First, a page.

Tom Brady's late night texts told the Bucs how they could win Super Bowl LV. Then they went out and did it

The text messages would come in late, maybe 10 p.m. Maybe 11.

Tom Brady,” the phone would read, and even though the Tampa Bay Buccaneers had been his teammates through an entire season, even though they were accomplished NFL players themselves, well, there is still something jarring, something that makes you sit up, when in the days before the Super Bowl the greatest quarterback of all time has something to tell you.

“We will win this game,” Brady was texting, according to teammates.

That was the message. The Bucs were going to win the Super Bowl. Forget what was getting said on television or in Vegas. Forget Kansas City’s 16-2 record entering Sunday’s game or its Super Bowl victory last year. Forget Patrick Mahomes and Tyreek Hill.

We will win this game.

And if Tom Brady, who had won six of them, believed it, then who were they to argue?

“He made us believe,” running back Leonard Fournette said.

And then they went out and dominated the vaunted Chiefs 31-9 to win Super Bowl LV.

Brady wasn’t just offering some empty pep talk, either. He knows better than that. There were further details in the texts and in conversations as the Bucs prepared for the game.

Tom Brady knew the Bucs could beat the Chiefs in Super Bowl LV, and he knew how they could do it, too. (AP Photo/David J. Phillip)
Tom Brady knew the Bucs could beat the Chiefs in Super Bowl LV, and he knew how they could do it, too. (AP Photo/David J. Phillip)

Fournette, the 228-pound runner, said Brady’s message to him kept harping on how Kansas City was ranked 31st in the league in yards allowed after contact. That meant they were soft. Fournette, of course, is anything but.

“He was on point, he was telling us what to expect,” Fournette said. “He was telling us they weren’t very good at tackling.”

Put your shoulder down and break them. That's what Brady saw. Now if he could only get Fournette, and the others, to see it too.

Fournette rumbled for 89 yards on 16 carries against the Chiefs, including a back-breaking 27-yard touchdown scamper that all but put the game away. He was joined by Ronald Jones, who had 61 yards on just 12 carries to give Tampa Bay a balanced, clock-grinding offense.

Meanwhile the defense, in particular the pass rush, manhandled Kansas City, leaving Mahomes to run for his life in the backfield. (NextGen stats said he scrambled for 497 yards prior to passing the ball or being sacked, the most of any quarterback this season).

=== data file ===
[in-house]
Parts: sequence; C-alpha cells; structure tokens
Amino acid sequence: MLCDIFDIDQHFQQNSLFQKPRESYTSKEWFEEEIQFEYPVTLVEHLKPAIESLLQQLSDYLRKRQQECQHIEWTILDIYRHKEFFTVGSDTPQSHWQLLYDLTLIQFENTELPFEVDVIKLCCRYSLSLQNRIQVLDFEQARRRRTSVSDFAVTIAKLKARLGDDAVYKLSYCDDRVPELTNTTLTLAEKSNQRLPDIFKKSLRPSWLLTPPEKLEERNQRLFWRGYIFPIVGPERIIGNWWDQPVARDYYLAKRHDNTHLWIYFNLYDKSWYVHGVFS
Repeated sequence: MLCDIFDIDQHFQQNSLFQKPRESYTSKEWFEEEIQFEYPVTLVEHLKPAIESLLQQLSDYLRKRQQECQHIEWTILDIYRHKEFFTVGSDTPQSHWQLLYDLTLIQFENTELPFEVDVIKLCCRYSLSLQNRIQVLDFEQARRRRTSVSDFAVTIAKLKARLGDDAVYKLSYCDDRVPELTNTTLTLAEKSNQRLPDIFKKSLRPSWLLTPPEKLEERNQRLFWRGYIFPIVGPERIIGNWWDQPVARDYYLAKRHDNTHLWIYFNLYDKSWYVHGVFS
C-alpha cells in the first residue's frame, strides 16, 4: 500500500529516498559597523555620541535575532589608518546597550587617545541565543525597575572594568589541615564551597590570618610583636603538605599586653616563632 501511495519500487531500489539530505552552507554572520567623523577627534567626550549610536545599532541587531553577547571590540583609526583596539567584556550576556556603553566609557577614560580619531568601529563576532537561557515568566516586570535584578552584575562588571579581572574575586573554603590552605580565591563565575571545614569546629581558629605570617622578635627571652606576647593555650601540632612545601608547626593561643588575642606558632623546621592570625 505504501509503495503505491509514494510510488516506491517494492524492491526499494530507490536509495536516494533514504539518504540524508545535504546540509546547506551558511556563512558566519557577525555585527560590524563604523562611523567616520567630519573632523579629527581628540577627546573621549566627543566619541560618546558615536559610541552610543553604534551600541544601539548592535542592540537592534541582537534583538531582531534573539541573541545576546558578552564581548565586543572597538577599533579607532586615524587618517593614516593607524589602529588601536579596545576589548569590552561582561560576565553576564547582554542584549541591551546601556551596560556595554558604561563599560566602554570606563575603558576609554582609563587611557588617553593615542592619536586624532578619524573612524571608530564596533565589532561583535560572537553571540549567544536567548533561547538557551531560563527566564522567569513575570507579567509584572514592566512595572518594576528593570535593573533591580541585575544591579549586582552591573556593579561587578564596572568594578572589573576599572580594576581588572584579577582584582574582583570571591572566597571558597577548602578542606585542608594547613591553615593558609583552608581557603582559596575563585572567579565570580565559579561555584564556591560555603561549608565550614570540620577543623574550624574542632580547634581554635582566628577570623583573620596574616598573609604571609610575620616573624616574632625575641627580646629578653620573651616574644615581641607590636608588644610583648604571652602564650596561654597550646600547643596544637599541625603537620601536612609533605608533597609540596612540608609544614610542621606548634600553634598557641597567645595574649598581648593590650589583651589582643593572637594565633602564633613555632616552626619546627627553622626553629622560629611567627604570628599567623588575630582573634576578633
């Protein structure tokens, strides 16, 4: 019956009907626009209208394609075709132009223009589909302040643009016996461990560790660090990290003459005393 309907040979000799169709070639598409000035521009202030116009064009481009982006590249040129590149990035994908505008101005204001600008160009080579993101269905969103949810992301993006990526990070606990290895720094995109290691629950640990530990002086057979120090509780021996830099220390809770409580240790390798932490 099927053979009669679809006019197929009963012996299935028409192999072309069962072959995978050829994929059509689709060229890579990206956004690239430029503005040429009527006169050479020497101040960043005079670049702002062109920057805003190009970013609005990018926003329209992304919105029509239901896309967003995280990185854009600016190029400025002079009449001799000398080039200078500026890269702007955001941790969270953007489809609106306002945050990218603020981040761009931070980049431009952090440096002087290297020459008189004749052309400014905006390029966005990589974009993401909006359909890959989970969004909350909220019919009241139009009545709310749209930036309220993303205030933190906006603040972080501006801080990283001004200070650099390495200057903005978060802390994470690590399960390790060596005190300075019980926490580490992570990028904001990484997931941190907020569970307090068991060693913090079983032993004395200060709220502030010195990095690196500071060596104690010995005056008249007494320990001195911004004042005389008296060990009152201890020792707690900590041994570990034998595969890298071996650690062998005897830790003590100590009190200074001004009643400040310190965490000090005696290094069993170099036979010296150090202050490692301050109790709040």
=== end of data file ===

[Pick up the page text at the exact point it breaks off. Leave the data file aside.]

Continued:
In a league that sometimes trends toward finesse, this was an old-fashioned mauling, the tougher team physically and mentally prevailing.

Brady threw three touchdowns while completing 21 of his 29 passes for 201 yards. He avoided turnovers and was sacked just once. He played brilliantly.

It told just part of the story, certainly not the biggest part. There will almost always be players who put up bigger numbers. There may never be one who understands how to get a team to win like Brady does – whether converting a losing organization like in Tampa Bay, or maximizing a winning one previously in New England.

With the Buccaneers, they needed to realize how good they could be.

“It was an organization that was ready to win,” said tight end Rob Gronkowsi, who spent nine season with Brady in New England before coming out of retirement to join the Bucs. “I was really shocked they didn't go to the playoffs the year before with what they had. It was just cool to see how much talent there was.”

They needed a leader. They got the best there ever was.

From informal offseason workouts in local parks (the team facility was closed due to COVID restrictions) to late-night texts, Brady was relentless.

These guys had grown up watching Brady win Super Bowls. They’d sat in living rooms as kids and dorm rooms as college stars and even on opposing sidelines as envious rivals and watched him win and win and win. Whatever he says holds an outsized significance.

In this case, he even played a dual-purpose role as advocate and recruiter for talent, working the front office to sign players he believed would deliver, while in turn convincing them to give this thing a shot.

Rob Gronkowski, Antonio Brown, Leonard Fournette.

“He hit me up and was like, ‘Will you come down?’” Gronk said.

Who scored the Bucs’ touchdowns on Sunday?

Rob Gronkowski, Antonio Brown, Leonard Fournette.

“He has a certain eye for those players,” said Fournette, who while in Jacksonville lost an AFC championship game to Brady’s Patriots. “He’s battled against me. AB too. He knows what we bring to the game.”

“Great to see,” Brady said. “Big-time players making big-time plays.”

In an odd way, Sunday was Brady’s career in a nutshell. In an improbable goal somehow accomplished with a surprising dash of ease. It’s how a sixth-round pick becomes a seven-time Super Bowl champion.

(Amber Matsumoto/Yahoo Sports)
(Amber Matsumoto/Yahoo Sports)

And it is how you, at 43 years old, take a new franchise that hadn’t won a playoff game since 2002, and wind up winning three postseason road games en route to hammering Mahomes' Chiefs.

“I think everybody believed we could win,” Brady said. “I think all year we believed in ourselves. The coaches believed in us and we believed in ourselves.”

Maybe. Or maybe he kept telling them to believe until they did, one late-night text after the next.

“I think we knew this was going to happen tonight,” Brady said to his teammates while standing on the podium.

New team, same story. Tom Brady, champion again.

Super Bowl LV from Yahoo Sports: